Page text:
Whether they love it or loath it, every 90s kid knows Hocus Pocus. My uncle took my sister and I along with his children to see it in theaters. This was back in 1993, when I was nearly eight years old, a good age for this movie. Nowadays, I’m surprised at the nostalgic joy I feel whenever I come across Hocus Pocus. For those who just don’t get it, maybe this drinking game will help you get into the spirit.
Hocus Pocus begins with a quick look back in time at the legend of the Sanderson sisters. In 1693 Salem, the trio of witches capture a girl and suck the life force out of her, restoring their youth before her brother, Thackery Binx (Sean Murray) could rescue her. The witches curse young Binx to roam the world as a black cat and they are hanged by angry villagers. However, right before their hanging, the witches plant a curse that could bring them back to feed off the lives of children again. All they need is a virgin to light the black flame candle on a Halloween night.
In 1993 Salem, Max (Omri Katz) is a teenager who has just moved in from California. He scoffs at all of these witchy stories that the town seems to thrive on, but that pretty girl in class, Allison (Vinessa Shaw), is smart and supportive of Salem’s haunted culture. While Max is unhappily taking little sister, Dani (Thora Birch), out trick-or-treating, they run into Allison. When she offers to take Max and Dani to see the old Sanderson sisters’ house, Max sees his chance to impress this girl and lights the black flame candle, sure that nothing would happen. So much if Max was going to deny his virginity, cause the witches are back and looking for children.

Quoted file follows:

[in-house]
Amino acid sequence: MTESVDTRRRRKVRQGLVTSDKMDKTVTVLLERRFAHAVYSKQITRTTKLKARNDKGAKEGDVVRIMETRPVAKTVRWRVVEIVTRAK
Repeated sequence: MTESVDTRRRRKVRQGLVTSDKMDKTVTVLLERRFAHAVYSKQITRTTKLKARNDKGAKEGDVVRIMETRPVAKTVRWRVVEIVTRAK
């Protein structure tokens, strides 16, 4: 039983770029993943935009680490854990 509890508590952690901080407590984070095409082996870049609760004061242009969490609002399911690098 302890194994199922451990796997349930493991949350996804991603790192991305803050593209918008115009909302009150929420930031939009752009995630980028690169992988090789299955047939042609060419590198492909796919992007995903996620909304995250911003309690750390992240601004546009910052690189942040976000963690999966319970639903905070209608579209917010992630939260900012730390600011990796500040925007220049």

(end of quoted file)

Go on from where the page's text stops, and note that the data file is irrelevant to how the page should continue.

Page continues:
I laugh more and more every time I see Hocus Pocus. Some of these jokes I have always laughed at, like Mary (Kathy Najimy) riding a vacuum cleaner when they can’t find enough brooms. Or the other moments where twentieth century technology scares the witches. Then there are some sexual jokes I grew into that flew over my head in the theater. Today, some of my favorite parts are the laughable way that witchy Sarah Jessica Parker hits on everything that moves and the absurdly 90s moments. Anyone would be ashamed of any evidence that they once shaving “ICE” into the back of their head.
Though Hocus Pocus is one of those loud comedies for kids and adults that Disney made too many of in the 90s, I’ve always liked how this one holds up. The story is partially character driven, giving Max the opportunity to prove that he is not really a selfish non-believer but a brave boy and a good big brother. While most Halloween nights, the parents would have to step in at some point, that is taken care of with a spell, cleverly disguised as a catchy tune at the town party. Even Binx, from the very beginning, is part of the story as a helpful talking cat, but not used as a prop. The only thing that has ever really bugged me is when Winnie (Bette Midler) lands in the cemetery towards the end. Didn’t Binx say that witches cannot set foot on that hallowed ground?
I don’t expect my future children, or today’s kids, to love Hocus Pocus the way I do. There is a silly nostalgia in it for me, it was a part of my childhood. Regardless, it’s still great Halloween fun that kids and adults can enjoy without risking any nightmares.
“Aren’t you broads a little old to be trick or treating?”